Born in Lodi from a Merchant family trading in Iron, he soon moved to Milan where he found work as an apprentice with his brother Charles in the blacksmith shop of Defendente Oriani in via Aldus. His brother took over this firm in 1891 and from 1902 to 1908 the company was named Mazzucotelli-Engelmann.
Equipped with exceptional skill and creativity, he was able to give iron a special 'lithe' and 'flowery' aspect which was the dominant character of Liberty and Art Nouveau movement. He soon became an indispensable collaborator with established architects such as Giuseppe Sommaruga, Gaetano Moretti, Ernesto Pirovano, Franco Oliva, Ulisse Stacchini and Silvio Gambini.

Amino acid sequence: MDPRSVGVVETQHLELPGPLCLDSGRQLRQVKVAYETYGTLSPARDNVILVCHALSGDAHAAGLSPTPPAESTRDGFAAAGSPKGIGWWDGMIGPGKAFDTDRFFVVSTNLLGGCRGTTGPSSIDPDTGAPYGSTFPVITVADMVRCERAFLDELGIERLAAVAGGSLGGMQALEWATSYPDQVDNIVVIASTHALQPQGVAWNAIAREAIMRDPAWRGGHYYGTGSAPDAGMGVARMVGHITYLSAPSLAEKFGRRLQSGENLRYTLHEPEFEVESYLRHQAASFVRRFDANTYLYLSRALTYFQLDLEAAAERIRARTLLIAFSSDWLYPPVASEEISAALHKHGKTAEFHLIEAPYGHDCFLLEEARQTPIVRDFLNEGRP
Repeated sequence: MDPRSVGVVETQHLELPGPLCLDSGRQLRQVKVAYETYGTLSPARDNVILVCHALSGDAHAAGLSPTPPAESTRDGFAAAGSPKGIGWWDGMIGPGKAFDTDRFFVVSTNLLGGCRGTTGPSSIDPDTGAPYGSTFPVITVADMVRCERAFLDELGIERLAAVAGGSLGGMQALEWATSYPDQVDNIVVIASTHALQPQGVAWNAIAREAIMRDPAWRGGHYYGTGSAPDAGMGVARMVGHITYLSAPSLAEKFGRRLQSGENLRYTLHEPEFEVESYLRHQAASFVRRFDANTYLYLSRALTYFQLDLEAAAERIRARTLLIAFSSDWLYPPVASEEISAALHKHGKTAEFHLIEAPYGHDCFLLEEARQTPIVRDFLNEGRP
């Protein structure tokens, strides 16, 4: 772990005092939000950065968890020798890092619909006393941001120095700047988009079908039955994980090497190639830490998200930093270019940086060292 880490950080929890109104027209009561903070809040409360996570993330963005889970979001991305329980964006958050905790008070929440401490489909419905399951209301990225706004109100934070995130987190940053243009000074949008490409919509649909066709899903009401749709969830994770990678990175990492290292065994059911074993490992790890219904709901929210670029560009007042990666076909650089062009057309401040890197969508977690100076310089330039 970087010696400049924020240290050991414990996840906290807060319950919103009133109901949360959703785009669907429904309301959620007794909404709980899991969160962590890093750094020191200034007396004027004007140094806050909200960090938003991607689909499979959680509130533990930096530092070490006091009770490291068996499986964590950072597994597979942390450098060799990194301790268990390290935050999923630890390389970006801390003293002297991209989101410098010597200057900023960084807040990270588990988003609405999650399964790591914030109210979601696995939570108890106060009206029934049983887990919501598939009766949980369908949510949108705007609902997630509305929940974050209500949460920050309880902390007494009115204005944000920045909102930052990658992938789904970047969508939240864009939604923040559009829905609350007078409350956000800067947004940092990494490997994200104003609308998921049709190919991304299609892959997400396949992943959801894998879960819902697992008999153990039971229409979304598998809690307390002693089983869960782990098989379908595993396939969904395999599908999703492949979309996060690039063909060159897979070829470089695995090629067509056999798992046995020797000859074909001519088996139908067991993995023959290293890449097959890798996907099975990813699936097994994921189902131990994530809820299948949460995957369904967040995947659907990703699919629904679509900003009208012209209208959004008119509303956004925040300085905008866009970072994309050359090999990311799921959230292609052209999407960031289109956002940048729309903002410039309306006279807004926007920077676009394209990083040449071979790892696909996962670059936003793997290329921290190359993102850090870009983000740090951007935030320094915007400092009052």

He distinguished himself at the first International Exhibition of Modern Decorative Art of Turin of 1902 and the following year carried out a trip to several European countries together with the cabinetmaker Eugenio Quarter. From 1922 he directed the School of Applied Arts ISIA of Monza and was President of the Venice Biennale International Applied Arts. Among his best known exhibitions was the 'Exposition Universelle et Internationale in Brussels ( 1910 ) and the 'Exposition Internationale des Arts Decoratifs et Industriels Modernes in Paris ( 1925 ).
Although his speciality has always been iron, he also worked on designs for the jewels of Calderoni and the fabrics of Brembate. He is also mentioned by Guareschi in the book "The discovery of Milan."